I live in an area where electrical inspections are not required when building a
house. Therefore, my breaker box was never inspected. This is what I do know
about the breaker box:
200 Max Amp
20 breakers installed:
* 4 double 20-amp breakers
(AC/Heatpump, Oven/Stove, Water Heater, Clothes Dryer)
* 16 single 10-amp breakers
6 breakers slots remain free (no breakers installed)
Our house has a two-car garage that is enclosed as a library and then an
additional one-car garage that is actually a garage. The previous owner did all
this work and in the process, he used the existing power for the library in the
one-car garage. Well, the breaker will blow any time I plug in a heater or any
power equipment in the garage.
Is it safe to add another 10 amp breaker to the existing main breaker and use
that line to power the outlets in the one-car the garage?
First you want to recheck what you have. Maybe they make 10a breakers, but
I haven't seen them; and 20a is too small for the items you listed.
Do you want to run a new circuit for tools, or split off the existing garage
outlets for a new circuit? Either is possible. Which is easier would
depend entirely on your construction.
My bad. You are correct.
1 x 80 amp breaker (AC/Heatpump)
1 x 50 amp breaker (oven/stove)
2 x 30 amp breakers (water heater, clothes dryer)
10 x 20 amp breakers (other appliances, various outlets & overhead lights)
5 x 15 amp breakers (various outlets & overhead lights)
1 x 15 amp breaker (unused ... took off panel and found that out)
Currently, I only have a freezer running in the garage. From time to time, I'll
be running a miter saw, table saw, or grinder. In addition, my wife runs a
variety of equipment for doing stained glass (soldering irons, drimmel, etc).
During winter, we usually have one or two portable heaters in the garage. I
eventually plan to install an in-the-wall AC/Heating unit.
I'd really prefer to just split off the existing garage outlets (two of them)
and add two more into a new circuit.
Is this an attached garage or detached? It makes a tremendous difference.
Let's assume it is attached.
You don't have enough juice to power an electric heater and anything else
at the same time. Do you have room in your breaker box for a 2-pole
breaker, and how hard is it to run another circuit to your garage?
It would be pretty cheap to install a 100A or 125A main lug panel (with 4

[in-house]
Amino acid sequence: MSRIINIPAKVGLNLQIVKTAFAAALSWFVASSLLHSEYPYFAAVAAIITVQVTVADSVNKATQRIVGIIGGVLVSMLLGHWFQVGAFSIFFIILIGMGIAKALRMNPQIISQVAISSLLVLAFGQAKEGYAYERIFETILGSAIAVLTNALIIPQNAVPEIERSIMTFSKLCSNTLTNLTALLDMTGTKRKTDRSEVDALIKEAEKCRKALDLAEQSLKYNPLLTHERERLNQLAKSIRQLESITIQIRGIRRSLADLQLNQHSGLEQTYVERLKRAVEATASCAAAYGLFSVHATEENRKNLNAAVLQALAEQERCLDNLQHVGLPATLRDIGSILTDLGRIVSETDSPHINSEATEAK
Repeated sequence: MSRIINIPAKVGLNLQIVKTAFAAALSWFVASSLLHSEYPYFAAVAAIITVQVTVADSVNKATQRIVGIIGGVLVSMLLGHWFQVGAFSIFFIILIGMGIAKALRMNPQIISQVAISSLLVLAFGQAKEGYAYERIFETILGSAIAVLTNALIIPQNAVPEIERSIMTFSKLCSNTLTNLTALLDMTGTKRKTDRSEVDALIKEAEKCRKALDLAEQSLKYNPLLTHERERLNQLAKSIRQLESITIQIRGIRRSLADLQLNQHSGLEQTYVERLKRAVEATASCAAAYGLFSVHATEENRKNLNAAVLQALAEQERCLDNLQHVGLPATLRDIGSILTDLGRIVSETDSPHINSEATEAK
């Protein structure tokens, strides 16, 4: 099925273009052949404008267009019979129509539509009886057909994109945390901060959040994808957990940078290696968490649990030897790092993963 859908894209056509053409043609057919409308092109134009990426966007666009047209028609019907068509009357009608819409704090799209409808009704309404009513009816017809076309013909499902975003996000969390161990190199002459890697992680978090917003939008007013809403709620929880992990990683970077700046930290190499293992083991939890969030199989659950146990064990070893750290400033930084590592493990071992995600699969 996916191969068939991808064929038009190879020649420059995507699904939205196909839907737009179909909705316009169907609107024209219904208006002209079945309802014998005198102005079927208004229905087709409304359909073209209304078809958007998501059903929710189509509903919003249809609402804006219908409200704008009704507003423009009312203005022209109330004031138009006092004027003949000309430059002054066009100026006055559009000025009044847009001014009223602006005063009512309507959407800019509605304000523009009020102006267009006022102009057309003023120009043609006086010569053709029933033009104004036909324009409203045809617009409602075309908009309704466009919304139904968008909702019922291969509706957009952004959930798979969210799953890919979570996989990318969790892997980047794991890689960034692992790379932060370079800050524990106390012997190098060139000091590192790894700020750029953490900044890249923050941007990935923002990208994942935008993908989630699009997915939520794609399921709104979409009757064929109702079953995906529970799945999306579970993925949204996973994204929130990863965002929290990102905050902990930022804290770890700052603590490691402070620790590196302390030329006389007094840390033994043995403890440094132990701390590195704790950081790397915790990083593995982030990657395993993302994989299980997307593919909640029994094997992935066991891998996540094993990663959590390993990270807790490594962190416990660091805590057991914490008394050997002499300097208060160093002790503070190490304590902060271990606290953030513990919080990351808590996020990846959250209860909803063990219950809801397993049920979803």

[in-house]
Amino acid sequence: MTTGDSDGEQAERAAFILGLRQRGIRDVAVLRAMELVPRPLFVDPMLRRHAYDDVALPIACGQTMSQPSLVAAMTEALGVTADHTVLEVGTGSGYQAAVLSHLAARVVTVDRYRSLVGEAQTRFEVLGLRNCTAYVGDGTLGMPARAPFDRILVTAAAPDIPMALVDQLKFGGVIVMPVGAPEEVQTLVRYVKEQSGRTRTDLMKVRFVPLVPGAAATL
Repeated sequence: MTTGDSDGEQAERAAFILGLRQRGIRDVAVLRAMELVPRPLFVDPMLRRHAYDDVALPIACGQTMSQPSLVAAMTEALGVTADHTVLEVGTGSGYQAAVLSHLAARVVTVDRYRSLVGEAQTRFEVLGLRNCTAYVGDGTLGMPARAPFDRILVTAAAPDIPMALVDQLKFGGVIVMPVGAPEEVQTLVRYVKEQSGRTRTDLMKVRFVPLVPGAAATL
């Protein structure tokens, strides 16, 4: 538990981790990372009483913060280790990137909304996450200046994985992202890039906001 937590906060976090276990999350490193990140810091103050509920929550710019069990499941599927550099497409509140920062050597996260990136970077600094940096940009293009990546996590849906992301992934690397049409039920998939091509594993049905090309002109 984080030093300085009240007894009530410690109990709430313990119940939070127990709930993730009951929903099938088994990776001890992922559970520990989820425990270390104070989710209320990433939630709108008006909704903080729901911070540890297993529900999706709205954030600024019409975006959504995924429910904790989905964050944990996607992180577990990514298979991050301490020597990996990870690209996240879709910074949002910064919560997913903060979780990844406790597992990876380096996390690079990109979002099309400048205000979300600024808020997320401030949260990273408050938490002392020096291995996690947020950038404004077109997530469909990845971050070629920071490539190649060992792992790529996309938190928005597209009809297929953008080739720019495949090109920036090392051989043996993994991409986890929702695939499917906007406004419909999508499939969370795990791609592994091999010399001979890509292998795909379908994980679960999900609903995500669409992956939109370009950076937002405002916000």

or 6 spaces) and run it off a 30A 2-pole breaker and run 10/3 wg cable to
it. This would give you lots of room for expansion, including the
possibility of adding 220V circuits for an air compressor, or electric
heater (etc.) And your table saw will run better because the voltage drop
will be lower when it starts or is under a heavy load. I've seen the
panels recently as cheap as $12; you'll have to install a ground kit for
another $2 or 3.
If you use a 40A breaker, you can run 8/3 wg cable. It is a lot larger
than #10 (obviously) and costs more, but it might be more flexible, I
dunno. The breakers will cost the same, and it will give you an additional
2 kilowatts of power to the garage that might be handy with electric heat.
You're going to need to run several new circuits from the main breaker box
to the garage, or else install a subpanel in the garage. It's a good idea
to have the freezer on its own non-GFCI circuit, so you won't wind up with
spoiled food if something else on the same circuit were to trip the
breaker. The table saw probably needs a 20 Amp circuit, which you could
also use for your other tools (you're not going to run them all at the same
time, are you?) Portable heaters usually run around 1500 watts, which means
each will need its own circuit. The in-wall heater/AC may need 220V--you
might as well run the wires for it while you're doing the other work.
Thank you! Using a new subpanel, how does the following look?
1 x 20A GFCI single pole - Freezer
1 x 20A single pole - For power equipment (table saw, etc)
1 x 20A double pole - For future 230V AC/heater wall-mounted unit
1 x 20A single pole - For remaining two outlets and one outdoor outlet
1 x 20A single pole - Overhead lighting
Using a 15A breaker and 14 gauge wire is a lot easier for the overhead
lighting. I'd also put the freezer outlet on the lighting circuit. DO NOT
put the freezer on a GFCI -- put it on a simplex outlet (indicating it is a
dedicated outlet) since it is not GFCI protected.
Use a GFCI duplex outlet for the first outlet on each branch circuit. It
will protect the whole circuit if you wire it right, and they are a lot
cheaper than GFCI breakers.
Just leave a double space in the panel for the heater circuit. You don't
know what size 2-pole breaker you'll eventually need. It could be anything
from 15A to 30A or maybe even 40A.
I have 4 circuits in my workshop, with no heaters!
Presumably the heaters are 1500w. Each should have it's own circuit, and you
need a circuit for your big tools. If you are careful, you can probably fit
the small things in those three circuits; though 4 would be nice.
I would give some serious thought to changing your heating now. Otherwise
you will have to add at least 3, preferably 4 circuits. Someone suggested a
subpanel. That is certainly reasonable for 4 circuits, though running two
multiwire circuits is an alternative.
Is your existing circuit 20a? If not, I wouldn't bother salvaging it
because you should have 20a circuits for the type of stuff you are running.
Even if you don't strictly need it, there is less voltage drop on long runs.
He's either a licensed electrician, or, he's too embarrassed to be viewed
as quite that big an idiot ;-)
That being said, sometimes a milder expression of the same is justified if the
poster appears to be a bit too naive to be fooling around with electricity.
Chris Lewis, Una confibula non set est
It's not just anyone who gets a Starship Cruiser class named after them.
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